Fish Consumption

History of Fish Consumption Work at UW SRP

The UW SRP has been involved in many activities related to fish contaminants and fish advisories over the past two decades. Examples include:

  • Currently working with Region 10 EPA and ATSDR to address healthy fishing in the Lower Duwamish Waterway Superfund site. Segments of the Record of Decision focus on subsistence fishers and protecting human health. The Core is communicating with Just Health Action, which just completed two fisher studies in the LDW and is now working with Washington State Fish and Wildlife on common interests.
  • Dr. Burbacher (director of the RTC and CEC) contributing to the 2015 ‘NIEHS Advancing Environmental Justice- Contributions of the National Institute of Environmental Health Sciences Division of Extramural Research and Training to Environmental Justice: 1998-2012
  • Dr. Burbacher, working with colleagues from the UW Biostatistics Department in 2012 to provide an independent review of government sponsored statistical analyses of dietary and national and state fish consumption data for the Washington State Department of Ecology.
  • Co-hosting the 2009 Tribal Rights & Fish Consumption Workshop: Issues and Opportunities for the Pacific Northwest  with Oregon State University and the UW Institute for Risk Analysis and Risk Communication  (download the agenda here)
  • Assisting  with a ‘King County Environmental Justice Needs Assessment’ focusing on neighborhood communities to determine what environmental health concerns were most relevant to recent immigrants and refugee populations in 2004. The effort was supported by a range of project partners, agencies and community coalitions, including the Duwamish River Cleanup Coalition.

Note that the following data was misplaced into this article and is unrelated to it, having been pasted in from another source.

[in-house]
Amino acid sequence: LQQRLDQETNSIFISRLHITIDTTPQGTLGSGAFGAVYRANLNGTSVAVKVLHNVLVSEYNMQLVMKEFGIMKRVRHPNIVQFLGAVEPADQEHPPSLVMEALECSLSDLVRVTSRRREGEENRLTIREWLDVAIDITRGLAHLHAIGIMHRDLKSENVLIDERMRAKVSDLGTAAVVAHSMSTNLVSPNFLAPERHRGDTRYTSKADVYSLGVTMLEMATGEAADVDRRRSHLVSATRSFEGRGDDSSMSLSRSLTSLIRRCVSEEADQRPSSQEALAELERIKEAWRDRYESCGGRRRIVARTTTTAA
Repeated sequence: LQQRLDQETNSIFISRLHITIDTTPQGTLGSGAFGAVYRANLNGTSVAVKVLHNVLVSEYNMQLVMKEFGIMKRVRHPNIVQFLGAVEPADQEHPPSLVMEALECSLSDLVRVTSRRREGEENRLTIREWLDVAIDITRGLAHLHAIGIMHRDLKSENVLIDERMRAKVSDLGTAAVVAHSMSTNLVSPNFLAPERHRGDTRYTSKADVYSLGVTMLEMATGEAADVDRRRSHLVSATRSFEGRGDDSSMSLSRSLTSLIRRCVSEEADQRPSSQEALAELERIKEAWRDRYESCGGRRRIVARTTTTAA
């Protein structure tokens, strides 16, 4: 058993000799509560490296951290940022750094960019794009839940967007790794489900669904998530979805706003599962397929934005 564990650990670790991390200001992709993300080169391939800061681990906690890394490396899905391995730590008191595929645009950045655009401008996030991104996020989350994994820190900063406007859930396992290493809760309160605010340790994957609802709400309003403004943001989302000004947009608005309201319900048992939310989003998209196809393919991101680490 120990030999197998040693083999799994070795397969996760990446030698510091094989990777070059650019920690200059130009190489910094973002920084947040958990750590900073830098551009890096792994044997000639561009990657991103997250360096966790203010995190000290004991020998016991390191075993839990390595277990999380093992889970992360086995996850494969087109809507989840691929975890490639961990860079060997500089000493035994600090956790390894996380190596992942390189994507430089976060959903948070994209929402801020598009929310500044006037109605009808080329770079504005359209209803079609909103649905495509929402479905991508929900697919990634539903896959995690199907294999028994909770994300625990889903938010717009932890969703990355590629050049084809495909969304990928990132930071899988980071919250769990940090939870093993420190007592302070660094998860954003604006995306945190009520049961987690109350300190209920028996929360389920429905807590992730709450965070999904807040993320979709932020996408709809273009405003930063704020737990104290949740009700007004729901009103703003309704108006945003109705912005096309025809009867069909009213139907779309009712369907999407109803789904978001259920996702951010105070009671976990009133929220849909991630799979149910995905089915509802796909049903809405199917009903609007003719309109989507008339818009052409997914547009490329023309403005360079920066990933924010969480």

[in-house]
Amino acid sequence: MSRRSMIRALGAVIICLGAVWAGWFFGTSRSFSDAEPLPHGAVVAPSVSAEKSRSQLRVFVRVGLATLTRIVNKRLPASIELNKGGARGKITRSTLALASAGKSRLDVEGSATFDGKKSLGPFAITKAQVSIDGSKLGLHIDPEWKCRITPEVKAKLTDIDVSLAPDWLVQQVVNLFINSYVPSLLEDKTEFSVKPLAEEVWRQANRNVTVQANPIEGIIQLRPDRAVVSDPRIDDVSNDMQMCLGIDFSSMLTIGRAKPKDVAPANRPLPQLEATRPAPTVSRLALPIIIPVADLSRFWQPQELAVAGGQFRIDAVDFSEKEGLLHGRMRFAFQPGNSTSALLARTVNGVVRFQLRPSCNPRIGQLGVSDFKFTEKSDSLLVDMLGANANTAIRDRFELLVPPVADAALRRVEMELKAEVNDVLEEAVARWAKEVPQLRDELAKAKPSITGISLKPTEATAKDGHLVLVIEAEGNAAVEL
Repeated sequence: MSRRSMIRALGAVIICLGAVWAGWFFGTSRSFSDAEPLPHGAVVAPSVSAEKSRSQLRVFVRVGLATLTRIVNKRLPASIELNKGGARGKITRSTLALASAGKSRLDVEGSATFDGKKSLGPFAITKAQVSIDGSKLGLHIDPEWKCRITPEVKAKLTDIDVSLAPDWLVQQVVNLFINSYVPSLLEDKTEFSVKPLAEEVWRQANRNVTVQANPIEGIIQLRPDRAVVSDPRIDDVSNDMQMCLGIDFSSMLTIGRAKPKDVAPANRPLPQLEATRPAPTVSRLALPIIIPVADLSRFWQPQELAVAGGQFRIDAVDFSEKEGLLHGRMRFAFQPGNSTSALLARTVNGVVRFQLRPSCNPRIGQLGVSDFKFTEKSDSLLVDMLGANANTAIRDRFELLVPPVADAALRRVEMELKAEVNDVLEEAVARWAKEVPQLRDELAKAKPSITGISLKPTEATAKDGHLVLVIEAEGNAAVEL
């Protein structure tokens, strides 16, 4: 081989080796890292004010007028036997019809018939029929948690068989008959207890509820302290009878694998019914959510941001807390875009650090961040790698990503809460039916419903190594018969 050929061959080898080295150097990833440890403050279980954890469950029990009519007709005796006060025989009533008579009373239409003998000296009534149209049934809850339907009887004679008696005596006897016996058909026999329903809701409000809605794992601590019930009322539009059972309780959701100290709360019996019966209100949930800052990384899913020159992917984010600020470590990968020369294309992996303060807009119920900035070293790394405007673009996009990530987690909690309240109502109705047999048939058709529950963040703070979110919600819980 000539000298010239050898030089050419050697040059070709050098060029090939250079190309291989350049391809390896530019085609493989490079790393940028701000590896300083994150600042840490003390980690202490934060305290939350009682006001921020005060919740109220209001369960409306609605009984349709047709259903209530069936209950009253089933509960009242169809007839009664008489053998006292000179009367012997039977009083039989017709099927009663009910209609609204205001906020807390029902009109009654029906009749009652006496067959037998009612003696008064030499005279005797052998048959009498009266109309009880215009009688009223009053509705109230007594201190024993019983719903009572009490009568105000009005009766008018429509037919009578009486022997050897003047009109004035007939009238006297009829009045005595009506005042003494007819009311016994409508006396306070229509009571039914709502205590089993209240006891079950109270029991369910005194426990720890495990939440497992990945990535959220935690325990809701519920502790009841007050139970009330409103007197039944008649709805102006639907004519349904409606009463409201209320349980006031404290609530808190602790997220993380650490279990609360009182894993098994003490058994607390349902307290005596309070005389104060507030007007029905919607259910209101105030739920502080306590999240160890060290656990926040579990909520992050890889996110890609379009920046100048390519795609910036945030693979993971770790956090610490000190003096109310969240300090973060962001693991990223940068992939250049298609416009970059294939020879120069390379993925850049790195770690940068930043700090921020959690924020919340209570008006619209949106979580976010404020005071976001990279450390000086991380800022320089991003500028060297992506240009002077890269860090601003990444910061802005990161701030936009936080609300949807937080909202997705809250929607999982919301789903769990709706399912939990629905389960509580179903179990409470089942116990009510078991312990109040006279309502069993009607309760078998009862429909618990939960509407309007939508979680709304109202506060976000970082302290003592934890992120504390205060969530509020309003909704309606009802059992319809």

• Working with local youth groups to collect recipes from community members for the cookbook– Good Food from the Sea, was produced in 2003. It featured a focused message about how to balance the nutritional benefits of fish with reducing exposure to fish contaminants by choosing and preparing fish wisely.
  • Helping develop a two-day ‘Community-based Solutions for Environmental Justice Conference’. The 2002 event focused on urban and rural environmental justice concerns, including specific indigenous and ethnic community issues. The UW SRP session was entitled ‘Building Effective Community/University Partnerships.
  • Cohosting a community reception for the Annual Meeting of the National Environmental Justice Advisory Council (NEJAC), a federal advisory committee of the U.S. Environmental Protection Agency, in Seattle in 2001. EPA had requested that NEJAC address issues concerning the relationship between fish consumption, water quality, and environmental justice at their Seattle meeting. A report titled ‘Fish Consumption and Environmental Justice’ was published as a result of the meeting.
  • Dr. Burbacher focused his early research on the reproductive and developmental effects of prenatal exposure to methylmercury. As a result, in 2000 he was appointed to be a member of the National Academy of Sciences (NAS) review panel that was charged with evaluating the proposed change in the EPA Reference Dose for methylmercury.